Conserving your quiet energy

When I’m out in the city hosting an introvert meetup, nothing is worse than discovering my mobile phone battery has dropped to 70% by the time I get off the train at Southern Cross station.

This means being extra judicious in how I use my phone, which I need to check for messages from members (“I’m late!”) and navigate my way to the venue (“Hellenic Museum”).

It’s a good analogy for how I expend energy daily.

As an introvert, highly sensitive person, empath, and a woman going through perimenopause, energy management has become an essential skill that requires frequent recalibration to find the right balance that works for me.

If I’m not watchful, I can find myself physically and mentally exhausted – unable to think clearly, anxious, and even panicky.

Assuming I start off each morning with a full battery, as I go through the day, my battery gets progressively depleted by:

➡️Mental processing (researching the latest in the NDIS space, writing emails to clients and service providers, problem solving)

➡️Communication (casual “how are you” conversations and more formal presentations and discussions, listening, interpreting, filtering, sharing and exchanging stories and ideas)

➡️Current state of health (how much sleep I had the night before, what I eat, where in the monthly cycle I am, my iron levels)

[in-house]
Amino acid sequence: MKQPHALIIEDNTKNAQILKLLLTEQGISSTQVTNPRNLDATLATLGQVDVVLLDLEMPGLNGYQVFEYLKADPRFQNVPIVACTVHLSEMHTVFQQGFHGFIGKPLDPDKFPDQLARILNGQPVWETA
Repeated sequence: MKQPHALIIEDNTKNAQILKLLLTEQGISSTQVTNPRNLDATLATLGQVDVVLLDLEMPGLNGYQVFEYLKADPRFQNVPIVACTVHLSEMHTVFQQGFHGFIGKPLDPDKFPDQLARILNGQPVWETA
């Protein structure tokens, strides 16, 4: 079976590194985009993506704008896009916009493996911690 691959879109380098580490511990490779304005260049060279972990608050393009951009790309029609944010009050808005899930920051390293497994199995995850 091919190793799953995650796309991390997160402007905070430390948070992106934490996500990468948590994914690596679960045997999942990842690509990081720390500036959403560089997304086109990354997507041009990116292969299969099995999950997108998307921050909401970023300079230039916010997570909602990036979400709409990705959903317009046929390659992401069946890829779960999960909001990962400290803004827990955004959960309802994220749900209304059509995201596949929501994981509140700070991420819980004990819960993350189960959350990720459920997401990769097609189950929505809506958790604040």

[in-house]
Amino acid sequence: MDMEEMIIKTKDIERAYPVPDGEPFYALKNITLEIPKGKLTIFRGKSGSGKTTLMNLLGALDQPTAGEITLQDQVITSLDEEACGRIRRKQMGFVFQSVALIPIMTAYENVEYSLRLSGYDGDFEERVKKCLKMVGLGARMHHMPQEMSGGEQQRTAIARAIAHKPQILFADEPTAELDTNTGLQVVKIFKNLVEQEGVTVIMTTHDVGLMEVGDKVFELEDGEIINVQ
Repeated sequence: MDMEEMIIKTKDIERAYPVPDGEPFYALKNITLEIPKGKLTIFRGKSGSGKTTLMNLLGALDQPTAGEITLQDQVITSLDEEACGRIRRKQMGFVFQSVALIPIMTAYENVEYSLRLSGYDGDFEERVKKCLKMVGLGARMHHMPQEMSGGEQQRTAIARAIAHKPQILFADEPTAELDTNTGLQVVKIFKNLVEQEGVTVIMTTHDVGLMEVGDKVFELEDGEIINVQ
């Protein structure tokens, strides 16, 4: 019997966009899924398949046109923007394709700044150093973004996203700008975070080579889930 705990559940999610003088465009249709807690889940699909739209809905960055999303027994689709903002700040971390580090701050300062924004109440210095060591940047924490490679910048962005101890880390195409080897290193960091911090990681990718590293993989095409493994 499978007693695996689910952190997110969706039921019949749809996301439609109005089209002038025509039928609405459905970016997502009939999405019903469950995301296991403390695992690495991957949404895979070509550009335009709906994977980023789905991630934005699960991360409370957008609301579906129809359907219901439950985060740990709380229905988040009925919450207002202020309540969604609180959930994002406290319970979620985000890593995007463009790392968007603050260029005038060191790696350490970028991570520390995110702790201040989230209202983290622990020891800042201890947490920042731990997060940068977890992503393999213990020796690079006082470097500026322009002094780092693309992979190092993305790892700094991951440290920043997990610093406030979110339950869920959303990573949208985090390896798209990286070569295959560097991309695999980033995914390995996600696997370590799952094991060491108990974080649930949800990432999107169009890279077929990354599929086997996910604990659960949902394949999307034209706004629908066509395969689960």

➡️Things done for self and others (meal preparation, cooking and cleaning, feeding the cat, checking in on friends and family, exercise, life admin).

➡️Getting from one place to another (driving is the worst for me, because when you have brain fog, it consumes huge amounts of mental energy just to stay focussed, navigate safely through traffic, find parking, deal with changing weather and lighting conditions, and reverse the process to get home).

Much like the spoon theory is used in disability and mental health circles to describe the extra burden faced by people living with these issues, I find the phone battery analogy helps me keep track of how much energy I have at any given point, and to pay close attention to what depletes me, and what recharges me.

How do you manage your internal battery as you go through your day?